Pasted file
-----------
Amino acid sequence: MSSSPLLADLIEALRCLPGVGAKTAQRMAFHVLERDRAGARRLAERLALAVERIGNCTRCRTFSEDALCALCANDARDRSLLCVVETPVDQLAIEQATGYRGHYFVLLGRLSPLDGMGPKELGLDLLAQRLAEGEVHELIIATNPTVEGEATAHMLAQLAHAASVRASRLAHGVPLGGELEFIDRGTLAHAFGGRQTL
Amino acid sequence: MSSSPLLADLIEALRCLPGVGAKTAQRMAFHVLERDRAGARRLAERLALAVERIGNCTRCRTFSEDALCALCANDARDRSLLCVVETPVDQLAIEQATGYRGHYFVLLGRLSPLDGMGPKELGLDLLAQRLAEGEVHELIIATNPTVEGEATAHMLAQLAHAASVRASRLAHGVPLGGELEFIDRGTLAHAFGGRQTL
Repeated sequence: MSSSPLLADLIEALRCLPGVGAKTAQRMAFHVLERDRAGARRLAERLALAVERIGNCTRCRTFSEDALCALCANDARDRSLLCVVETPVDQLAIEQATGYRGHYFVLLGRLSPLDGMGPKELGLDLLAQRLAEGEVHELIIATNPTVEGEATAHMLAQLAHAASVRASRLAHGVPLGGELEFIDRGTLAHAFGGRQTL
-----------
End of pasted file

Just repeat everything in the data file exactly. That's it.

Amino acid sequence: MSSSPLLADLIEALRCLPGVGAKTAQRMAFHVLERDRAGARRLAERLALAVERIGNCTRCRTFSEDALCALCANDARDRSLLCVVETPVDQLAIEQATGYRGHYFVLLGRLSPLDGMGPKELGLDLLAQRLAEGEVHELIIATNPTVEGEATAHMLAQLAHAASVRASRLAHGVPLGGELEFIDRGTLAHAFGGRQTL
Amino acid sequence: MSSSPLLADLIEALRCLPGVGAKTAQRMAFHVLERDRAGARRLAERLALAVERIGNCTRCRTFSEDALCALCANDARDRSLLCVVETPVDQLAIEQATGYRGHYFVLLGRLSPLDGMGPKELGLDLLAQRLAEGEVHELIIATNPTVEGEATAHMLAQLAHAASVRASRLAHGVPLGGELEFIDRGTLAHAFGGRQTL
Repeated sequence: MSSSPLLADLIEALRCLPGVGAKTAQRMAFHVLERDRAGARRLAERLALAVERIGNCTRCRTFSEDALCALCANDARDRSLLCVVETPVDQLAIEQATGYRGHYFVLLGRLSPLDGMGPKELGLDLLAQRLAEGEVHELIIATNPTVEGEATAHMLAQLAHAASVRASRLAHGVPLGGELEFIDRGTLAHAFGGRQTL